A floating battery is a kind of armed watercraft, often improvised or
experimental, which carries a heavy armament but has few other
qualities as a warship.
An early appearance was in 1782 at the Great Siege of Gibraltar, and
its invention and usage is attributed to Spanish Lieutenant General
A purpose-built floating battery was Flådebatteri No. 1, designed
by Chief Engineer Henrik Gerner in 1787; it was 47 m
(154 ft) long, 13 m (43 ft) wide and armed with 24
guns, and was used during the 1801 Battle of Copenhagen under the
command of Peter Willemoes. The British made limited use of floating
batteries during the French Revolutionary and Napoleonic Wars, with
the two-vessel Musquito and Firm-class floating batteries, and some
The most notable floating batteries were built or designed in the 19th
century, and are related to the development of the first steam warship
and the ironclad warship.
Demologos, the first steam-propelled warship, was a floating battery
designed for the protection of
New York Harbor
New York Harbor in the War of 1812.
In the 1850s, the British and French navies deployed iron-armoured
floating batteries as a supplement to the wooden steam battlefleet in
the Crimean War. The role of the battery was to assist unarmoured
mortar and gunboats bombarding shore fortifications. The French used
their batteries in 1855 against the defenses at Kinburn on the Black
Sea, where they were effective against Russian shore defences. The
British planned to use theirs in the
Baltic Sea against Kronstadt, and
may have been influential in causing the Russians to sue for peace.
Kronstadt was widely regarded as the most heavily fortified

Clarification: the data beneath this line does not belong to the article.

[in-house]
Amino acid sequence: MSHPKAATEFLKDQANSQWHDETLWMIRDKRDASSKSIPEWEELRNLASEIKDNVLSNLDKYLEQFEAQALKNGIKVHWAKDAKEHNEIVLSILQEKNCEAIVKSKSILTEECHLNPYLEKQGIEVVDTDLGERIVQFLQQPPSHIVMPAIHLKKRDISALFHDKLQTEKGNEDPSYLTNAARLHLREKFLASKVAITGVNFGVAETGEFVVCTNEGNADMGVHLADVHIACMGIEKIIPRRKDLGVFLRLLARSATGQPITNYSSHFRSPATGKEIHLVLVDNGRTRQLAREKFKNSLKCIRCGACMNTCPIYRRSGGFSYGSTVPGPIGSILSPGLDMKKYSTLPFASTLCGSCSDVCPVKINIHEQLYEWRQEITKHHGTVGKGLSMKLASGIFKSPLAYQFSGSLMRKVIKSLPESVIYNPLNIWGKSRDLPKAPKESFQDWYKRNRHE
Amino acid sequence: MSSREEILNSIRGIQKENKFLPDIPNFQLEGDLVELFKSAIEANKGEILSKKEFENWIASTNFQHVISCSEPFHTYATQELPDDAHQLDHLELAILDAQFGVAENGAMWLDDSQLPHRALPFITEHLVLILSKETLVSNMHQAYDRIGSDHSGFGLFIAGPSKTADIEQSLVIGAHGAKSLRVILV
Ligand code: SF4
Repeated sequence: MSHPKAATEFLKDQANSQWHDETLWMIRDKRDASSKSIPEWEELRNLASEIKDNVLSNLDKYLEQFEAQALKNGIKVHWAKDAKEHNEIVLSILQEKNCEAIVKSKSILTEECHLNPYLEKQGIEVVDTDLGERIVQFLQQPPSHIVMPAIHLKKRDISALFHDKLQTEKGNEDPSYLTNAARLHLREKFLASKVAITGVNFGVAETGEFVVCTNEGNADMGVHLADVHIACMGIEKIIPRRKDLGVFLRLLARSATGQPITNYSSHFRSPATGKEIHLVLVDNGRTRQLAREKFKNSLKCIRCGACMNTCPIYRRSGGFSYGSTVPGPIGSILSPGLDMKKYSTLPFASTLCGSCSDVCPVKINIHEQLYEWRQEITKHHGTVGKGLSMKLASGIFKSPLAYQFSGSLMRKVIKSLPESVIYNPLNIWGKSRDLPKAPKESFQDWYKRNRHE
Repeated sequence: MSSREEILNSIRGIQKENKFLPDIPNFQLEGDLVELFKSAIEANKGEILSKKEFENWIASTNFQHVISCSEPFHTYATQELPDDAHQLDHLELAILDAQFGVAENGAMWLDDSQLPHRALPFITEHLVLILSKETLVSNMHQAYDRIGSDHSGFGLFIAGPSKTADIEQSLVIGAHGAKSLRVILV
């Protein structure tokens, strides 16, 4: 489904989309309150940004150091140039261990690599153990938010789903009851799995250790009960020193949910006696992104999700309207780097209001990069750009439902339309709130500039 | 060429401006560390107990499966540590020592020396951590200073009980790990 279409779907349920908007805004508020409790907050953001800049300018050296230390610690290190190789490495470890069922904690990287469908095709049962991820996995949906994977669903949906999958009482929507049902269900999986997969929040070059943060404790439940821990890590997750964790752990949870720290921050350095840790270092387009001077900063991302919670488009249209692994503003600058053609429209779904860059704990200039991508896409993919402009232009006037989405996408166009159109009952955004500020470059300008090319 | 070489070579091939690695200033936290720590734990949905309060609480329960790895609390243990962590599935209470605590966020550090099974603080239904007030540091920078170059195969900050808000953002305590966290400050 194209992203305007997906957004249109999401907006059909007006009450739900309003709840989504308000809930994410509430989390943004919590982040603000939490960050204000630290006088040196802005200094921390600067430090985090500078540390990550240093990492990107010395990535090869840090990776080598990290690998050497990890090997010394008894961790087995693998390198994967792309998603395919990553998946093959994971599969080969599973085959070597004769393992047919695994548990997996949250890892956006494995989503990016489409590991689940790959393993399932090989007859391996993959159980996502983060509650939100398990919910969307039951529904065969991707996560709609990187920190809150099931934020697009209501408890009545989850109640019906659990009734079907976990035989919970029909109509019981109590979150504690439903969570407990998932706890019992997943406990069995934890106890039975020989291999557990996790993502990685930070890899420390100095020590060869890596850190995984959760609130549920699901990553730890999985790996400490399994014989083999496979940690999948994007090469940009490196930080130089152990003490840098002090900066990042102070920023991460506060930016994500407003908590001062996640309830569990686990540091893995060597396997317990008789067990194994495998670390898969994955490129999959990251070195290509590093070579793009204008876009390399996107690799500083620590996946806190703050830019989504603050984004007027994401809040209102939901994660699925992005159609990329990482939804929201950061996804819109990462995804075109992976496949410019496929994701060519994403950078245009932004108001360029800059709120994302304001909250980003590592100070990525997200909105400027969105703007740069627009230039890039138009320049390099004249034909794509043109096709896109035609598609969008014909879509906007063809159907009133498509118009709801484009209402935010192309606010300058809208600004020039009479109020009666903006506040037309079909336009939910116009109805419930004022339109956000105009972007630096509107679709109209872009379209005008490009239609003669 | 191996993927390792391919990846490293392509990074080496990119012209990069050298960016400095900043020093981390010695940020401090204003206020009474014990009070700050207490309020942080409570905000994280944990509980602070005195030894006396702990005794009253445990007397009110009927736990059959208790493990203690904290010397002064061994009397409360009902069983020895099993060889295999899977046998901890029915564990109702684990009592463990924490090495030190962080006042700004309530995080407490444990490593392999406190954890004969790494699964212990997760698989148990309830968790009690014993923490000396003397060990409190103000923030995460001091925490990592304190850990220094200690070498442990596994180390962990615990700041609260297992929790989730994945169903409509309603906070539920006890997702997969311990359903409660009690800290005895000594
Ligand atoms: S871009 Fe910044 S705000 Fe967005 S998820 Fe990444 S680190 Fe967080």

naval arsenal in the world throughout most of the 19th-century,
continually upgrading its combined defences to meet new changes in
technology. Even as the British armoured-batteries were readied
Kronstadt in early 1856, the Russians had already constructed
newer networks of outlying forts, mortar batteries of their own, and
submarine mines against which the British had no system for removing
Floating batteries were popularly implemented by both the Union and
the Confederacy during the American Civil War. The first was the
Confederate Floating Battery of Charleston Harbor, which took an
active part in the bombardment of Fort Sumter in April 1861.
Experimental ironclad vessels that proved too cumbersome or were
underpowered were often converted into floating batteries and posted
for river and coastal waterway control. Here too, Civil War batteries
and even ironclads such as the famed monitors, were acutely vulnerable
to mines protected in turn by forts. As a result, the combined
defences of Charleston, South Carolina, for example, were never
overwhelmed by the Union Navy.
United States floating battery Demologos
^ Orlogsbasen (JPEG), DK .
^ Lambert A., "Iron Hulls and Armour Plate"; Gardiner, Steam, Steel